In February, Asteroid 2012 DA 14 will come so close to earth that it will be nearer to our planet than many satellites are. This asteroid, which really should get a new name, is about half the size of a football field. Its orbit is similar to that of the Earth itself, in size and shape, but at an angle to the Earth’s plane, so it’s like the asteroid and the earth are driving in circles on two oval tracks that intersect at two points but there is no red light.

Asteroid 2012 DA 14 was discovered with gear provided to an observatory with a grant from the Planetary Society. Which makes me want to join the Planetary Society.

This asteroid is not going to hit the earth now or during any of the next few decades, but eventually it may well do so. We need to keep an eye on it.

The closest approach will be on Feb 15th, when it will be a mere 27,330 kilometers from the surface of the earth. You would be able to see it with binoculars or a telescope. You’ll be able to spot it, conditions and optics permitting, in Europe, Asia and Africa.

(For reference, the International Space Station skims at about 350 kilometers; a geostationary orbit is 35,786 kilometers.)

The following video from the Interplanetary Society has all the details:

Comments

  1. #1 Lewis Thomson
    February 5, 2013

    Someone tell WND about this right away.

  2. #2 Liath MacTire
    Crow, Oregon
    February 9, 2013

    Because the two trajectories intersect at two points would that not mean that we come relatively close twice a year? Not as close as this time but close enough that I find it surprising that someone has not spotted this astroid sometime in the last half century. That’s a hundred passes. Some of them should have been spotted. At least once. But then I guess you have to be looking in the right direction.

    We can predict how close it will come in the future so we can also predict how close it has come in the past. It would be interesting to know when we have had close calls.

  3. #3 Greg Laden
    February 9, 2013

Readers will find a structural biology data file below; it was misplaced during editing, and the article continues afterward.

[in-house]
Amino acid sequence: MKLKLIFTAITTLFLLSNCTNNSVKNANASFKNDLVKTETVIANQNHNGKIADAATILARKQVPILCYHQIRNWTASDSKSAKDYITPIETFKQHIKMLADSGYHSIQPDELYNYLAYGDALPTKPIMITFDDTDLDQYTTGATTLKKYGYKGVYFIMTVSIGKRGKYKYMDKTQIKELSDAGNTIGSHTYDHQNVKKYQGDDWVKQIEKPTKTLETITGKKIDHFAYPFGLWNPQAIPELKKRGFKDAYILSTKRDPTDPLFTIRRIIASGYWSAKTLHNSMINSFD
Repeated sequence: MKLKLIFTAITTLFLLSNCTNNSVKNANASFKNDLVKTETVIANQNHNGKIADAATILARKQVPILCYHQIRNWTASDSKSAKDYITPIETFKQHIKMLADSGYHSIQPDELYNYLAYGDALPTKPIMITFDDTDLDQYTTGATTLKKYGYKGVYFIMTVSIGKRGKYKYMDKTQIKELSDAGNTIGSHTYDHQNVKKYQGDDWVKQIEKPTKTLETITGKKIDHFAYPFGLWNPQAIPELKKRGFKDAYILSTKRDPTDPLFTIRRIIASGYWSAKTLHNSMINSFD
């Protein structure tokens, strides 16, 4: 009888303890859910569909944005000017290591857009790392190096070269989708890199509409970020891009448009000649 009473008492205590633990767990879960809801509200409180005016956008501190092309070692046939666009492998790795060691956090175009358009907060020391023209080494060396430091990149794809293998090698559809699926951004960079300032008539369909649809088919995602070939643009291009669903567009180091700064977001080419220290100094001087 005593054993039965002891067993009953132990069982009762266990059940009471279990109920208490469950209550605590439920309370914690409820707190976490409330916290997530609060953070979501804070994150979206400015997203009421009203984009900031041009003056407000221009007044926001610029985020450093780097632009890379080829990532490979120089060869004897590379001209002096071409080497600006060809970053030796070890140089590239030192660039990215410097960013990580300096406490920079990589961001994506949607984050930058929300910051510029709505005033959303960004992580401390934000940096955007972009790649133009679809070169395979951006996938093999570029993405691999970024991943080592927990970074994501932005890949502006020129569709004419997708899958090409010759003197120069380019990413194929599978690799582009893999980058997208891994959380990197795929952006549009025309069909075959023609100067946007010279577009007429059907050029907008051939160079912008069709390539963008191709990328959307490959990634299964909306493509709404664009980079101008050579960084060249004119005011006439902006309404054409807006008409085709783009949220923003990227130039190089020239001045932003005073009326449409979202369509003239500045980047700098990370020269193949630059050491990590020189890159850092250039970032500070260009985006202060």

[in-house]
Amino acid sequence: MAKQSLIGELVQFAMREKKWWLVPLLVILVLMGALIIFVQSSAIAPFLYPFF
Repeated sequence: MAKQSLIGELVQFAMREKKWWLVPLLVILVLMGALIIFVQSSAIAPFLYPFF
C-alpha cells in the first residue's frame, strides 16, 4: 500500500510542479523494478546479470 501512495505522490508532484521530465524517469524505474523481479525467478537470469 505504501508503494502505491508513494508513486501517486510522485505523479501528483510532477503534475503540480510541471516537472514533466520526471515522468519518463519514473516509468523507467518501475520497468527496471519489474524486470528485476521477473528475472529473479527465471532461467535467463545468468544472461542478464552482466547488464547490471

Liath, I would be very interested in all of that, and I hope someone does that as a research project. The thing is, it is small and dark, so that could be a factor.

    Also, it may not be the case that it has the same orbit. It may have a more elliptical and thus longer orbit, which would make it on a different time schedule to meet those spots than the earth. So, we may encounter each other on a precession (which may or may not be the correct word) cycle that is very long. I’m going to be asking around about this.

  4. #4 Liath MacTire
    Crow, OR
    February 9, 2013

    Thank you for replying Greg. Please post any information you come up with from asking around. Isn’t it amazing that the Earth, this astroid, and the Moon have been dancing around each other for perhaps millions and millions or even billions of years and never really met up? The universe and our solar system is such a wonderful, no, absolutely marvelous place. I’ll take two sir, please and thank you.

  5. #5 GMom
    nc
    February 9, 2013

    I believe that I read an article in the newspaper about this in 2007 or 2008. I remember discussing it with my manager. It said that there was an asteroid that would come extremely close to earth in 2013. My question is, could these large earth quakes affect the earth trajectory thus either putting us in or taking us out of harms way?

  6. #6 Liath MacTire
    Crow, OR
    February 9, 2013

    Hi GMom, The Earth is really, really, stable. Well, we do wobble a bit over the centuries but you’d never notice it unless you lived a very long time and were paying attention. Any earthquake powerful enough to change our orbit would be so devastating that we would no longer be concerned out a little astroid impact. There was one awhile back that tilted the planet a bit more. I’m busy having a senior moment so I don’t remember which one.

    I’m curious about the article you read in 2007-8. Do I understand you correctly that the article was refering to this particular astroid or was it another one?

  7. #7 Greg Laden
    February 9, 2013

    Here:

    http://www.youtube.com/watch?v=Y5nM0jhNL64&feature=youtu.be

    starting about 35 minutes, is further discussion on the comet.

    Your question is partly addressed just after 42 minutes.

  8. #8 Doug Alder
    February 9, 2013

    From wiki

    The 2013 close approach to Earth will reduce the orbital period of 2012 DA14 from 368 days to 317 days.[2][10] The close approach to Earth will perturb the asteroid from the Apollo class to the Aten class of near-Earth asteroids.[2] The next notable close approach to Earth will be on 15 February 2046 when the asteroid will pass no closer than 0.01 AU (1,500,000 km; 930,000 mi) from the center-point of Earth.[3]

    The asteroid will not impact Earth on February 15, 2013.[8] The uncertainty region of 2012 DA14 during planetary encounters is well determined through 2134.[3]
    2012 DA14 was removed from the Sentry Risk Table on 7 February 2013.[11] There is no risk of impact in the next hundred years.[12]